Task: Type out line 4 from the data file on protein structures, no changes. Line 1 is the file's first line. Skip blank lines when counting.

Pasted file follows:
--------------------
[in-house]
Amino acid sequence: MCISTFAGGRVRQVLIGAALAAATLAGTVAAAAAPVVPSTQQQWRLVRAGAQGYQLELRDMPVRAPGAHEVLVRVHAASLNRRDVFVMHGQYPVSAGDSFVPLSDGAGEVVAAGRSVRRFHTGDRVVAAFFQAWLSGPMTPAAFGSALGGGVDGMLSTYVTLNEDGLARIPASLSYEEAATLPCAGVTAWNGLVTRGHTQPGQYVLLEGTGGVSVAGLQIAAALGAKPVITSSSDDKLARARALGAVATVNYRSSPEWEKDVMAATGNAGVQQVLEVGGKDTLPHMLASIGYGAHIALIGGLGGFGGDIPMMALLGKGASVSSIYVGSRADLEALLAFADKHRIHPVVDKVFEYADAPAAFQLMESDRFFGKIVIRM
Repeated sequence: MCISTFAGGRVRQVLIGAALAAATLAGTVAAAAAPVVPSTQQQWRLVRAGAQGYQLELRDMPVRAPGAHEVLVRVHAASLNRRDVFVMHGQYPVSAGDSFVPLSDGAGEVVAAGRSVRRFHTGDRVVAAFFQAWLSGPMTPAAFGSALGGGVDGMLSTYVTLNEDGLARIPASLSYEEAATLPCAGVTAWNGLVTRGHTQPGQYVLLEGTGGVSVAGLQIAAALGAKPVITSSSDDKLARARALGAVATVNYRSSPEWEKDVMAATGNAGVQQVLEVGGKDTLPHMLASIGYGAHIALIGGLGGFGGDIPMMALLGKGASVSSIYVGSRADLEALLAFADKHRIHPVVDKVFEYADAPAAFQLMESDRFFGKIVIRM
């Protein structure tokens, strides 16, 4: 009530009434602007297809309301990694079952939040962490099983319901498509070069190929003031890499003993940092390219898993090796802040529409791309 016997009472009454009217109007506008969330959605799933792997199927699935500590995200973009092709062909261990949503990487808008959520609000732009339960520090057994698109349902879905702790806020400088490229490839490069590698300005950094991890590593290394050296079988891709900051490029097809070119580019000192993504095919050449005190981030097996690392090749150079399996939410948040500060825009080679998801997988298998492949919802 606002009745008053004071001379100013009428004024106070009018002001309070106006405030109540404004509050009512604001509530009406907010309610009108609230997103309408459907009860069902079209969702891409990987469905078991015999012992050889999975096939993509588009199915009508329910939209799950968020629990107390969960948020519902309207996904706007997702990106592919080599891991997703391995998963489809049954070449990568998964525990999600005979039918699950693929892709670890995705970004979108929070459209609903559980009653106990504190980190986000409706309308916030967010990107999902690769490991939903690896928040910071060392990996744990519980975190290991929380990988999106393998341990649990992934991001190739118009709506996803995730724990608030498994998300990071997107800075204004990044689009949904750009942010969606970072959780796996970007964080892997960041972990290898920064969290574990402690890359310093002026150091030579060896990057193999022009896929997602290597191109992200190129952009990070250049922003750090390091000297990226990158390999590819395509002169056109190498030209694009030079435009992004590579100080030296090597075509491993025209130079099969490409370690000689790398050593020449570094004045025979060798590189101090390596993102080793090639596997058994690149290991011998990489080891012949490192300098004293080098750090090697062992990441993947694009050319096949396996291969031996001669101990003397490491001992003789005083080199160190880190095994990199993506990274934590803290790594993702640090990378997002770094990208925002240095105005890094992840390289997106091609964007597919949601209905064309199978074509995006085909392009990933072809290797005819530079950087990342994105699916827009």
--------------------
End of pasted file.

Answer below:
């Protein structure tokens, strides 16, 4: 009530009434602007297809309301990694079952939040962490099983319901498509070069190929003031890499003993940092390219898993090796802040529409791309 016997009472009454009217109007506008969330959605799933792997199927699935500590995200973009092709062909261990949503990487808008959520609000732009339960520090057994698109349902879905702790806020400088490229490839490069590698300005950094991890590593290394050296079988891709900051490029097809070119580019000192993504095919050449005190981030097996690392090749150079399996939410948040500060825009080679998801997988298998492949919802 606002009745008053004071001379100013009428004024106070009018002001309070106006405030109540404004509050009512604001509530009406907010309610009108609230997103309408459907009860069902079209969702891409990987469905078991015999012992050889999975096939993509588009199915009508329910939209799950968020629990107390969960948020519902309207996904706007997702990106592919080599891991997703391995998963489809049954070449990568998964525990999600005979039918699950693929892709670890995705970004979108929070459209609903559980009653106990504190980190986000409706309308916030967010990107999902690769490991939903690896928040910071060392990996744990519980975190290991929380990988999106393998341990649990992934991001190739118009709506996803995730724990608030498994998300990071997107800075204004990044689009949904750009942010969606970072959780796996970007964080892997960041972990290898920064969290574990402690890359310093002026150091030579060896990057193999022009896929997602290597191109992200190129952009990070250049922003750090390091000297990226990158390999590819395509002169056109190498030209694009030079435009992004590579100080030296090597075509491993025209130079099969490409370690000689790398050593020449570094004045025979060798590189101090390596993102080793090639596997058994690149290991011998990489080891012949490192300098004293080098750090090697062992990441993947694009050319096949396996291969031996001669101990003397490491001992003789005083080199160190880190095994990199993506990274934590803290790594993702640090990378997002770094990208925002240095105005890094992840390289997106091609964007597919949601209905064309199978074509995006085909392009990933072809290797005819530079950087990342994105699916827009």